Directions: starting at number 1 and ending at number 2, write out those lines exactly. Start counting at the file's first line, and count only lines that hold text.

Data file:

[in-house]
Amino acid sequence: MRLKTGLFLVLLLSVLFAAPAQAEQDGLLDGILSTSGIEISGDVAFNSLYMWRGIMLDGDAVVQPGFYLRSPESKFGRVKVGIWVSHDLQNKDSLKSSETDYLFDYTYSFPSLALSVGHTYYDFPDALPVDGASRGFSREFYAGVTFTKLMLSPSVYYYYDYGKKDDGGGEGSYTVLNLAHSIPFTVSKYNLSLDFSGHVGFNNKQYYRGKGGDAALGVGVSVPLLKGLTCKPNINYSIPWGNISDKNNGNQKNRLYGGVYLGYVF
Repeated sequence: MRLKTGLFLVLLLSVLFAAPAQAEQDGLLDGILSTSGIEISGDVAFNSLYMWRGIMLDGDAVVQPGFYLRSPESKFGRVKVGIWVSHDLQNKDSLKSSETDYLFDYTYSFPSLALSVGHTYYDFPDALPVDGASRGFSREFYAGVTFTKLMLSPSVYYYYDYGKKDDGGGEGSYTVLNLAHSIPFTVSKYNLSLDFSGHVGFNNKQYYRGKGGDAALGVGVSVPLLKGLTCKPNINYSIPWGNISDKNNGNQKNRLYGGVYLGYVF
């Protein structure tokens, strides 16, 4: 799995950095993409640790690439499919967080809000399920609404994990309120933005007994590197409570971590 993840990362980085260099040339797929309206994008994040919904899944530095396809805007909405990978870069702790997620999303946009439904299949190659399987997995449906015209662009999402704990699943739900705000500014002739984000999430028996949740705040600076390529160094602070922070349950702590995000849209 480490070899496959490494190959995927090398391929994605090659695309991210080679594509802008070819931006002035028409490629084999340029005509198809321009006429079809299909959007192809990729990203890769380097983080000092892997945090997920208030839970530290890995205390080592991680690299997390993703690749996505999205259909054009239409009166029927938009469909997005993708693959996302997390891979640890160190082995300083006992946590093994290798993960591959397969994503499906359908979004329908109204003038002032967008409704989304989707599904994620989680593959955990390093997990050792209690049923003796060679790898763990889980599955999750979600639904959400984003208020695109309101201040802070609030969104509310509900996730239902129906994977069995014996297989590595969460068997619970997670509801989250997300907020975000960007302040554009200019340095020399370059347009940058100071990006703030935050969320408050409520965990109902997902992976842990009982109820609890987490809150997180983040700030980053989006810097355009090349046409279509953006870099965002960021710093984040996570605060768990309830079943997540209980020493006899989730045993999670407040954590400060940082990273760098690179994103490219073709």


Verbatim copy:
[in-house]
Amino acid sequence: MRLKTGLFLVLLLSVLFAAPAQAEQDGLLDGILSTSGIEISGDVAFNSLYMWRGIMLDGDAVVQPGFYLRSPESKFGRVKVGIWVSHDLQNKDSLKSSETDYLFDYTYSFPSLALSVGHTYYDFPDALPVDGASRGFSREFYAGVTFTKLMLSPSVYYYYDYGKKDDGGGEGSYTVLNLAHSIPFTVSKYNLSLDFSGHVGFNNKQYYRGKGGDAALGVGVSVPLLKGLTCKPNINYSIPWGNISDKNNGNQKNRLYGGVYLGYVF